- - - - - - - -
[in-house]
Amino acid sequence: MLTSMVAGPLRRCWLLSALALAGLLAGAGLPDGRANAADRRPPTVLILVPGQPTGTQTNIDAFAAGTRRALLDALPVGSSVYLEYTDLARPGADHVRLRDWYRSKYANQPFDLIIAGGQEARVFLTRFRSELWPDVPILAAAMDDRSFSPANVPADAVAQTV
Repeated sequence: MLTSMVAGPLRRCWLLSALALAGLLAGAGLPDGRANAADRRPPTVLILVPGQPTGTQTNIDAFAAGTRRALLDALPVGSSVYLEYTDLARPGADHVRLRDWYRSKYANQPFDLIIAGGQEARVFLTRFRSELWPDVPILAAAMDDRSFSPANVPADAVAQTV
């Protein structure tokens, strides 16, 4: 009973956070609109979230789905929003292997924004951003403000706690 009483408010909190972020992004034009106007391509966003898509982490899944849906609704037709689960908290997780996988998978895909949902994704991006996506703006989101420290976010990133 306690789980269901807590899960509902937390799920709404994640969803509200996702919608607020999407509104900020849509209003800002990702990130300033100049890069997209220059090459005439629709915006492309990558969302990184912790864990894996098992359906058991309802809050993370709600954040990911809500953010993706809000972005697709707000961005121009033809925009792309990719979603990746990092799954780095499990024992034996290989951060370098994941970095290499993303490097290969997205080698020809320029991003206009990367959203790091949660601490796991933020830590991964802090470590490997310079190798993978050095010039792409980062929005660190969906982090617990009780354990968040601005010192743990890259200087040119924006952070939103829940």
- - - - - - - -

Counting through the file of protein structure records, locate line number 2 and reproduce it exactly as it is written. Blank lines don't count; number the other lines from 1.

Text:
Amino acid sequence: MLTSMVAGPLRRCWLLSALALAGLLAGAGLPDGRANAADRRPPTVLILVPGQPTGTQTNIDAFAAGTRRALLDALPVGSSVYLEYTDLARPGADHVRLRDWYRSKYANQPFDLIIAGGQEARVFLTRFRSELWPDVPILAAAMDDRSFSPANVPADAVAQTV